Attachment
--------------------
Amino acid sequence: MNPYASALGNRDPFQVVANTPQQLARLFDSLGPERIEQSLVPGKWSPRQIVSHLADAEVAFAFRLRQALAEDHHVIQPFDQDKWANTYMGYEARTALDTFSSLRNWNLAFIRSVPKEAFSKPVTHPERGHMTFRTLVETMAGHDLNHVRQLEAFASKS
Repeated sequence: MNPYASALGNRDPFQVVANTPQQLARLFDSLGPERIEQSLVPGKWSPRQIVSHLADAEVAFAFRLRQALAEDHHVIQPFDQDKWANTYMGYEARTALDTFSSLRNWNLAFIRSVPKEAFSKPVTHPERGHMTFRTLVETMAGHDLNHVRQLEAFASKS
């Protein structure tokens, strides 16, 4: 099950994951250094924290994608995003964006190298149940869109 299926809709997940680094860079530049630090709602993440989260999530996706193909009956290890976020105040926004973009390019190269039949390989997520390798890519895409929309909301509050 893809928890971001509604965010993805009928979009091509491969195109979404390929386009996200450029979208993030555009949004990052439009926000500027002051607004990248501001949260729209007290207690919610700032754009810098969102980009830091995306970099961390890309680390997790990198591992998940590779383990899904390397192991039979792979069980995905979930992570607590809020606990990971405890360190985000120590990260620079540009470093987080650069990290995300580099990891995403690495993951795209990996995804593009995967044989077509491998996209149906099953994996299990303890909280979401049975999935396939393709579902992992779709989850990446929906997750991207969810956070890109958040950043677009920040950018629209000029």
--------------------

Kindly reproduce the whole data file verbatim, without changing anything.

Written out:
Amino acid sequence: MNPYASALGNRDPFQVVANTPQQLARLFDSLGPERIEQSLVPGKWSPRQIVSHLADAEVAFAFRLRQALAEDHHVIQPFDQDKWANTYMGYEARTALDTFSSLRNWNLAFIRSVPKEAFSKPVTHPERGHMTFRTLVETMAGHDLNHVRQLEAFASKS
Repeated sequence: MNPYASALGNRDPFQVVANTPQQLARLFDSLGPERIEQSLVPGKWSPRQIVSHLADAEVAFAFRLRQALAEDHHVIQPFDQDKWANTYMGYEARTALDTFSSLRNWNLAFIRSVPKEAFSKPVTHPERGHMTFRTLVETMAGHDLNHVRQLEAFASKS
């Protein structure tokens, strides 16, 4: 099950994951250094924290994608995003964006190298149940869109 299926809709997940680094860079530049630090709602993440989260999530996706193909009956290890976020105040926004973009390019190269039949390989997520390798890519895409929309909301509050 893809928890971001509604965010993805009928979009091509491969195109979404390929386009996200450029979208993030555009949004990052439009926000500027002051607004990248501001949260729209007290207690919610700032754009810098969102980009830091995306970099961390890309680390997790990198591992998940590779383990899904390397192991039979792979069980995905979930992570607590809020606990990971405890360190985000120590990260620079540009470093987080650069990290995300580099990891995403690495993951795209990996995804593009995967044989077509491998996209149906099953994996299990303890909280979401049975999935396939393709579902992992779709989850990446929906997750991207969810956070890109958040950043677009920040950018629209000029």